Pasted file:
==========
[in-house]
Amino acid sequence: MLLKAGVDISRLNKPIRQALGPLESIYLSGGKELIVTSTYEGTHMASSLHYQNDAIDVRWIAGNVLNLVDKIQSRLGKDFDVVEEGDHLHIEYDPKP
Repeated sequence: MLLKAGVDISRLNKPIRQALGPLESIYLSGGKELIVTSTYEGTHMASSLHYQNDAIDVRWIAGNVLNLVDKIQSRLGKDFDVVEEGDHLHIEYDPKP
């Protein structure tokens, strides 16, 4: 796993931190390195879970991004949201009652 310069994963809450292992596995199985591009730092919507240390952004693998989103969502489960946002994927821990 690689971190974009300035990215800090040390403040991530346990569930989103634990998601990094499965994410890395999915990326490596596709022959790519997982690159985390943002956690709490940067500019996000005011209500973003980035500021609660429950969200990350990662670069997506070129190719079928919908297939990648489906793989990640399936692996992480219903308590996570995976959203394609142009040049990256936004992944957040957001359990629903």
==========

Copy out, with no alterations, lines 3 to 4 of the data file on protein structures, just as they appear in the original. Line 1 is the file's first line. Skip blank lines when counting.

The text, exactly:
Repeated sequence: MLLKAGVDISRLNKPIRQALGPLESIYLSGGKELIVTSTYEGTHMASSLHYQNDAIDVRWIAGNVLNLVDKIQSRLGKDFDVVEEGDHLHIEYDPKP
């Protein structure tokens, strides 16, 4: 796993931190390195879970991004949201009652 310069994963809450292992596995199985591009730092919507240390952004693998989103969502489960946002994927821990 690689971190974009300035990215800090040390403040991530346990569930989103634990998601990094499965994410890395999915990326490596596709022959790519997982690159985390943002956690709490940067500019996000005011209500973003980035500021609660429950969200990350990662670069997506070129190719079928919908297939990648489906793989990640399936692996992480219903308590996570995976959203394609142009040049990256936004992944957040957001359990629903």